Chop the leaves up fairly finely and put them in a pestle and mortar. Sprinkle with a tiny bit of Maldon (don't over do it or the pesto will be horribly salty - just enough so that the tiny crystals grind into the leaves), and pound away with the pestle until the leaves start to mush a bit and your olfactory senses are given a right old treat.

Add the pine nuts and parmesan and continue to pound and grind until the mixture resembles pesto - add the olive oil as you go along and taste test all the while.

If you decide to make this - and I really hope you do - this is the point at which you swoon and wish you'd made more.

This pesto was to accompany simply baked trout fillets (or really, the trout accompanied the pesto...), but I needed to make something else to go alongside it. As the pesto utilised the garlic leaves in their raw form, I thought it would be nice to make something which involves cooking them, and that's when I thought of dolmades. I'm not the biggest fan of dolmades normally, mainly because of the texture of the vines leaves which are traditionally used to wrap them - they can sometimes be a little chewy and stringy. I thought the delicate texture of the wild garlic leaves would be a perfect substitute and the mild flavour when cooked would lend itself well to these little parcels.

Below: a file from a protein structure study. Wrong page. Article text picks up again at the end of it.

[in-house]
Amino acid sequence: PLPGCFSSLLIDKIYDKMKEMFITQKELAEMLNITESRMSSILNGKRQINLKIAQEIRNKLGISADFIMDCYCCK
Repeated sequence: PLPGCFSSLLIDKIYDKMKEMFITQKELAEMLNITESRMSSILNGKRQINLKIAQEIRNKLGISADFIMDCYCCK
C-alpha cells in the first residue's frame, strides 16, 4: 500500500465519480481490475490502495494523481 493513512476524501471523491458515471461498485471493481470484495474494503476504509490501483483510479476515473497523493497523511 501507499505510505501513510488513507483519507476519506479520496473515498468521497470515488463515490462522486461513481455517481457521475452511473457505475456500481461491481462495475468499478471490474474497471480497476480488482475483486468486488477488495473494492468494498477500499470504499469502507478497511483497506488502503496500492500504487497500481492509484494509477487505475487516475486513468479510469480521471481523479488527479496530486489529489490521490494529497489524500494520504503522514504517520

Now, at this point I think it's important to say that if you're planning a quick fuss free dinner, dolmades is not the way to go. They're a bit fiddly. However, they were delicious, went superbly with the trout and pesto and I'll definitely make them again. Just not when I'm falling over with hunger.

Serves 2 - 3

16 good sized wild garlic leaves, washed
100g bulgar wheat
200g good vegetable stock
2 shallots
8-10 olives
8-10 sun dried tomatoes
handful fresh mint
handful fresh parsley
squeeze lemon juice
slug olive oil
1 teaspoon harissa

Rinse the bulgar wheat and place in a bowl, pour over the stock and cover. Leave for 30 minutes.

Blanch the wild garlic leaves in boiling water and refresh immediately in a bowl of iced water. Set aside.